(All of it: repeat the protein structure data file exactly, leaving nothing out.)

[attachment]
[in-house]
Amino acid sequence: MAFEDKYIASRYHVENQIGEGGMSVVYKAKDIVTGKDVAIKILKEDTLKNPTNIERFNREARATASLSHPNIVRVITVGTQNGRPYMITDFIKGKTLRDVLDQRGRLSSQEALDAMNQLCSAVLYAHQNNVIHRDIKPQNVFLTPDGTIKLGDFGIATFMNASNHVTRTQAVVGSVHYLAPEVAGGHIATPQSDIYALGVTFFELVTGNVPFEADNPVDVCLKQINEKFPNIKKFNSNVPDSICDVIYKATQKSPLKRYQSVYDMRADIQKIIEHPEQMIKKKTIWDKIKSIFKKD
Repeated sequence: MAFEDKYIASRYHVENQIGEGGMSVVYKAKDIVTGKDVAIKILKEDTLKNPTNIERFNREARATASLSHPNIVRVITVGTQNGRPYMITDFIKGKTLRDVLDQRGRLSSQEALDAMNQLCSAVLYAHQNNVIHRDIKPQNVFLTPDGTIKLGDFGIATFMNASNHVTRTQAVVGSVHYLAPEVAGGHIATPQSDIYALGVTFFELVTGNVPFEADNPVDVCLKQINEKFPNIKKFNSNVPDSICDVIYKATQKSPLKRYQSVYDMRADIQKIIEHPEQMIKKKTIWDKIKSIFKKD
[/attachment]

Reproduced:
[in-house]
Amino acid sequence: MAFEDKYIASRYHVENQIGEGGMSVVYKAKDIVTGKDVAIKILKEDTLKNPTNIERFNREARATASLSHPNIVRVITVGTQNGRPYMITDFIKGKTLRDVLDQRGRLSSQEALDAMNQLCSAVLYAHQNNVIHRDIKPQNVFLTPDGTIKLGDFGIATFMNASNHVTRTQAVVGSVHYLAPEVAGGHIATPQSDIYALGVTFFELVTGNVPFEADNPVDVCLKQINEKFPNIKKFNSNVPDSICDVIYKATQKSPLKRYQSVYDMRADIQKIIEHPEQMIKKKTIWDKIKSIFKKD
Repeated sequence: MAFEDKYIASRYHVENQIGEGGMSVVYKAKDIVTGKDVAIKILKEDTLKNPTNIERFNREARATASLSHPNIVRVITVGTQNGRPYMITDFIKGKTLRDVLDQRGRLSSQEALDAMNQLCSAVLYAHQNNVIHRDIKPQNVFLTPDGTIKLGDFGIATFMNASNHVTRTQAVVGSVHYLAPEVAGGHIATPQSDIYALGVTFFELVTGNVPFEADNPVDVCLKQINEKFPNIKKFNSNVPDSICDVIYKATQKSPLKRYQSVYDMRADIQKIIEHPEQMIKKKTIWDKIKSIFKKD